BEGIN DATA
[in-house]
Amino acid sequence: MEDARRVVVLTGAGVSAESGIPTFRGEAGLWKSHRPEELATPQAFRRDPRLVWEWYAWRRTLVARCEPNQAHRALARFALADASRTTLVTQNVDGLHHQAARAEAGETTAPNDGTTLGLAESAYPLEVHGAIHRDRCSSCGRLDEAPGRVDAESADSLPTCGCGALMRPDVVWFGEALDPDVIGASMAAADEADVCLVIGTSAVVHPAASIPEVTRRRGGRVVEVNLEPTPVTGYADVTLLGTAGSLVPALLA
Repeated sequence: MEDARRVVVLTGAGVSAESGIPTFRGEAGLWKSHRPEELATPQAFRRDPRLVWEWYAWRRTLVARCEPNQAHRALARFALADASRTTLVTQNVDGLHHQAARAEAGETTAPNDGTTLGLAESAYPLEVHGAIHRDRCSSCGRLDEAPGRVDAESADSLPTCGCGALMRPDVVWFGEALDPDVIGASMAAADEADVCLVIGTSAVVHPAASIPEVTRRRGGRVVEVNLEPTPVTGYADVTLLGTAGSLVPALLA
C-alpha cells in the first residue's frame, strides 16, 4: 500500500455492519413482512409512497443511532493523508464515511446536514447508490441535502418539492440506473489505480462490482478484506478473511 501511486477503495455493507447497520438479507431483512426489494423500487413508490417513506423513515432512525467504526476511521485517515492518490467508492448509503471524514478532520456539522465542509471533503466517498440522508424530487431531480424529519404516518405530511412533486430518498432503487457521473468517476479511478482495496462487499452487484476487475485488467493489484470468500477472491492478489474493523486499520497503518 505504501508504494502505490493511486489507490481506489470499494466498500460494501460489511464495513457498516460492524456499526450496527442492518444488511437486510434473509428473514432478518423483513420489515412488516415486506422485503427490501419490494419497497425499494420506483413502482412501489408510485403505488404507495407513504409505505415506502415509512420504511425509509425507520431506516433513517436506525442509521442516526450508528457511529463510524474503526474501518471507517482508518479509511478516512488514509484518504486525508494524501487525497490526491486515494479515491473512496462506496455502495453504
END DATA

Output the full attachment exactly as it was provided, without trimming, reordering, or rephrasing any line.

[in-house]
Amino acid sequence: MEDARRVVVLTGAGVSAESGIPTFRGEAGLWKSHRPEELATPQAFRRDPRLVWEWYAWRRTLVARCEPNQAHRALARFALADASRTTLVTQNVDGLHHQAARAEAGETTAPNDGTTLGLAESAYPLEVHGAIHRDRCSSCGRLDEAPGRVDAESADSLPTCGCGALMRPDVVWFGEALDPDVIGASMAAADEADVCLVIGTSAVVHPAASIPEVTRRRGGRVVEVNLEPTPVTGYADVTLLGTAGSLVPALLA
Repeated sequence: MEDARRVVVLTGAGVSAESGIPTFRGEAGLWKSHRPEELATPQAFRRDPRLVWEWYAWRRTLVARCEPNQAHRALARFALADASRTTLVTQNVDGLHHQAARAEAGETTAPNDGTTLGLAESAYPLEVHGAIHRDRCSSCGRLDEAPGRVDAESADSLPTCGCGALMRPDVVWFGEALDPDVIGASMAAADEADVCLVIGTSAVVHPAASIPEVTRRRGGRVVEVNLEPTPVTGYADVTLLGTAGSLVPALLA
C-alpha cells in the first residue's frame, strides 16, 4: 500500500455492519413482512409512497443511532493523508464515511446536514447508490441535502418539492440506473489505480462490482478484506478473511 501511486477503495455493507447497520438479507431483512426489494423500487413508490417513506423513515432512525467504526476511521485517515492518490467508492448509503471524514478532520456539522465542509471533503466517498440522508424530487431531480424529519404516518405530511412533486430518498432503487457521473468517476479511478482495496462487499452487484476487475485488467493489484470468500477472491492478489474493523486499520497503518 505504501508504494502505490493511486489507490481506489470499494466498500460494501460489511464495513457498516460492524456499526450496527442492518444488511437486510434473509428473514432478518423483513420489515412488516415486506422485503427490501419490494419497497425499494420506483413502482412501489408510485403505488404507495407513504409505505415506502415509512420504511425509509425507520431506516433513517436506525442509521442516526450508528457511529463510524474503526474501518471507517482508518479509511478516512488514509484518504486525508494524501487525497490526491486515494479515491473512496462506496455502495453504